One of my replies seems to be missing, probably because it was in the thread of a deleted comment. In that post I believe I mentioned Steve Peters’ book “The Chimp Paradox”. Learning how the mind works was invaluable for me to get through a tough time. For one, it is important to know that our amygdalas are just doing their job to keep us afraid, because fear kept us alive in ages past surrounded by innumerable dangers. For another, there are backup systems in the brain that keep the body running even without our having to try. One of those systems forces the muscles that move the lungs to do their job even when we’re asleep or unconscious. One of the reasons we experience great anxiety is thinking we are in control, that we must control everything — perhaps even our breathing, at all times. The reality is that we can control it (breathing exercises) or let go completely (sleep, or perhaps riding a bike or watching a show), and both are ok. One experiment I tried which led me to positive results was actually just trying to stop breathing, “go with the fear”. The funny thing is that it actually led me to sleep when sleep was hard to come by. I believe this had something to do with the breath holds increasing CO2 in my bloodstream which led to very tranquil feelings. The lungs always started moving again. I still practice a version of this in the middle of the night if ever I can’t sleep. CO2 is tranquilizing. So we slow the breath. It both relaxes and induces sleep. Adding some gentle stretching or yoga poses, as well as some relaxing meditation music or some incense? It did not hurt in my case. If anxiety is part of the cause of TSA, and I am not a doctor so cannot say, then to some extent reducing anxiety may reduce the problem. These were my experiences. I do not fear the TSA anymore because I do not believe it can hurt me. Has this relaxed attitude caused the TSA to go away? I cannot say.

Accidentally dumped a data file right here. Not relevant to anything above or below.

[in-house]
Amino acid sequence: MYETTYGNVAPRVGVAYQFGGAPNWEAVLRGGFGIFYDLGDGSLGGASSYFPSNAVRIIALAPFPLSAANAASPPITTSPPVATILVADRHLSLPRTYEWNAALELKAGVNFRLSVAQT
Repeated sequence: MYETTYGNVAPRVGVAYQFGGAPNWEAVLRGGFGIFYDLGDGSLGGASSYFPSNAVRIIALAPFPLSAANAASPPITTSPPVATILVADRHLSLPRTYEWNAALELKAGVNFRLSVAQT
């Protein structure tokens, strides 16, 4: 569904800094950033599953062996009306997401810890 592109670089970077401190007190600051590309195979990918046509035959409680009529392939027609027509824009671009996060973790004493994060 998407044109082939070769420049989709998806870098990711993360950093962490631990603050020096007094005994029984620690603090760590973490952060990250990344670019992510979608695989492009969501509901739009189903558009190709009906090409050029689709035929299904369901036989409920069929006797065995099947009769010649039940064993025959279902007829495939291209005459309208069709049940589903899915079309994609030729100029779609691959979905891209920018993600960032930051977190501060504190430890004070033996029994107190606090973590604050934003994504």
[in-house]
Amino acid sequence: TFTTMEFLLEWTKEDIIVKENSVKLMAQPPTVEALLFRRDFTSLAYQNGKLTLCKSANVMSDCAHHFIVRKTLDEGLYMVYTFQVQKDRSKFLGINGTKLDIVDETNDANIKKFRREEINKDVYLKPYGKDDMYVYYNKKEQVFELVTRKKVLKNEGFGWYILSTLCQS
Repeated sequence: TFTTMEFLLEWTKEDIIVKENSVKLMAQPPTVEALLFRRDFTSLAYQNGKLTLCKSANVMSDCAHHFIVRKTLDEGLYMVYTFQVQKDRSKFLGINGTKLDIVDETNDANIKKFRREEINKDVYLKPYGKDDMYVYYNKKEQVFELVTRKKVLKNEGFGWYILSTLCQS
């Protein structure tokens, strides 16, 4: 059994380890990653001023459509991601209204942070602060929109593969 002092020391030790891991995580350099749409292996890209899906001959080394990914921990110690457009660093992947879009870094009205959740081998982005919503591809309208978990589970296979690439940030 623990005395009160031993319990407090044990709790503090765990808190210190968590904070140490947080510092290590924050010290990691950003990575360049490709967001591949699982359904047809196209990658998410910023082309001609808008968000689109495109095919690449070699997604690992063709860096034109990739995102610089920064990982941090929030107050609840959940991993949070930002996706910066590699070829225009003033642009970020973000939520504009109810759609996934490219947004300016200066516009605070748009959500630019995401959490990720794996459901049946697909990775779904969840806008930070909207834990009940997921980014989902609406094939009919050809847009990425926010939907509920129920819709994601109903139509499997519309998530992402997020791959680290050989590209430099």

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phms23 +0 points · about 1 year ago

HI, this is the first response from you i am seeing. Thank u for reaching out i appreciate. It's horrible being so afraid to go to sleep. I watched the video on WIM Hoff and it was triggering for me- but i will watch it again. I think some of it I can use perhaps not to the depth he speaks of. I will also grab the book you recommended. May i ask if you went thru a sleep study to know what u have?

I have started walking again to get exercise in which i ate- and i have cut back on sugar which was creeping back up on me. I somehow feel like both of those together didn't help and then a few stresses more than normal? not sure. But i took several of the things u said about breathing thru the attacks i call them and not giving them power- am trying to see if that helps.

This kinda sucks tho.

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abc123 +0 points · about 1 year ago Original Poster

No I did not have a sleep study performed. I did buy a watch with sleep tracking metrics however. It can track heart rate, movement levels, respiration rate, HRV, and of course sleep cycles. This was instrumental in my discovering that alcohol, for example, was of no help to my sleep, and the metrics were why I quit. The savings from that alone paid for the watch several times, not to mention feeling better.

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phms23 +0 points · about 1 year ago

interesting , ok thank u so much